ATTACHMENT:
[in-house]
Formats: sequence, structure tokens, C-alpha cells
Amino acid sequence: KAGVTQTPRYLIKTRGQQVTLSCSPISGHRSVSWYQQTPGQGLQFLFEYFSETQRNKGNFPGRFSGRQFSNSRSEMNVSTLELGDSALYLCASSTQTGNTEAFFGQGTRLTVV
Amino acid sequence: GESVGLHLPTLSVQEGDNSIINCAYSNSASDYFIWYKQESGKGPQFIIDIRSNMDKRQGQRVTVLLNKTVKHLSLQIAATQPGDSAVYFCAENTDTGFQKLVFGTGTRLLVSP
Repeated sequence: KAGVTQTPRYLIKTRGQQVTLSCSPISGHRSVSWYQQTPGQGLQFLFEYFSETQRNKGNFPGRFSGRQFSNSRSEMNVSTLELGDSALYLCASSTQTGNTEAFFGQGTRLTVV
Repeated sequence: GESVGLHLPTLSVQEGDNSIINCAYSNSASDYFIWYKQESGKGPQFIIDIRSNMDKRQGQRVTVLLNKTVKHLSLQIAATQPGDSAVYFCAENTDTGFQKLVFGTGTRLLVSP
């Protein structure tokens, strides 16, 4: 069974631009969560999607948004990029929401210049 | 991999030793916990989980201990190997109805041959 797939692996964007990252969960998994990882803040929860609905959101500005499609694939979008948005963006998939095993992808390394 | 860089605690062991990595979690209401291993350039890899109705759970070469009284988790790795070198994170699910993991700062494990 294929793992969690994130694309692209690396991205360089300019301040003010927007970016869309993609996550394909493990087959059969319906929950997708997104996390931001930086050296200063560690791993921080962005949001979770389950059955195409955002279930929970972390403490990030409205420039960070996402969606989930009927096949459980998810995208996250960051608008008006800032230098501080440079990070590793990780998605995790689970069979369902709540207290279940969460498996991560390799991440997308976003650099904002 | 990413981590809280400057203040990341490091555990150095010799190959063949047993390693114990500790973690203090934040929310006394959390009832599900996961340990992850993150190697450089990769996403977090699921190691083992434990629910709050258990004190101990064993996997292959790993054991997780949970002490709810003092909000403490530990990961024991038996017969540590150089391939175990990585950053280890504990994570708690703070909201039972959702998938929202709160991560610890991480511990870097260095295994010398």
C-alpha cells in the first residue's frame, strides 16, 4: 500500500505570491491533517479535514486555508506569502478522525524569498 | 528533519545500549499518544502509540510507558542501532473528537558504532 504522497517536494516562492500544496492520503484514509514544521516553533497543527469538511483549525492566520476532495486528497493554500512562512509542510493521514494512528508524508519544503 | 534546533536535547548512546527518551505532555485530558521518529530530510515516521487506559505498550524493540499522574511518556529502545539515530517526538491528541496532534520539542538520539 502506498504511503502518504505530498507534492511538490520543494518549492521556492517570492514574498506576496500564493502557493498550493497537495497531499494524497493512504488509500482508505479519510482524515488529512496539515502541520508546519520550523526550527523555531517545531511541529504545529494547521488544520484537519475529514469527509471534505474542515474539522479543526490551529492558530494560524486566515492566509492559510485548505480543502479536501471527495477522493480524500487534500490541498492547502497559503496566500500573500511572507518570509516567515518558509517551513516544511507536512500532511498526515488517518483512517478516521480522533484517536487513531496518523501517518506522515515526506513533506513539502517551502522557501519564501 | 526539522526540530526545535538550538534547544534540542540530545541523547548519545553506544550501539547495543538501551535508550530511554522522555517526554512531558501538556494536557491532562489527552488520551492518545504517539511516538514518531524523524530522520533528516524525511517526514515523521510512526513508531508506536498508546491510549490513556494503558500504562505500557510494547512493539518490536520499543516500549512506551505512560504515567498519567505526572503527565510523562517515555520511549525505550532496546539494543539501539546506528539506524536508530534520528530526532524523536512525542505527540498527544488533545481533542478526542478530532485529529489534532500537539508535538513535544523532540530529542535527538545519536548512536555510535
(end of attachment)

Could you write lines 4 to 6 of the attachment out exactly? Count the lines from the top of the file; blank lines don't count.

Amino acid sequence: GESVGLHLPTLSVQEGDNSIINCAYSNSASDYFIWYKQESGKGPQFIIDIRSNMDKRQGQRVTVLLNKTVKHLSLQIAATQPGDSAVYFCAENTDTGFQKLVFGTGTRLLVSP
Repeated sequence: KAGVTQTPRYLIKTRGQQVTLSCSPISGHRSVSWYQQTPGQGLQFLFEYFSETQRNKGNFPGRFSGRQFSNSRSEMNVSTLELGDSALYLCASSTQTGNTEAFFGQGTRLTVV
Repeated sequence: GESVGLHLPTLSVQEGDNSIINCAYSNSASDYFIWYKQESGKGPQFIIDIRSNMDKRQGQRVTVLLNKTVKHLSLQIAATQPGDSAVYFCAENTDTGFQKLVFGTGTRLLVSP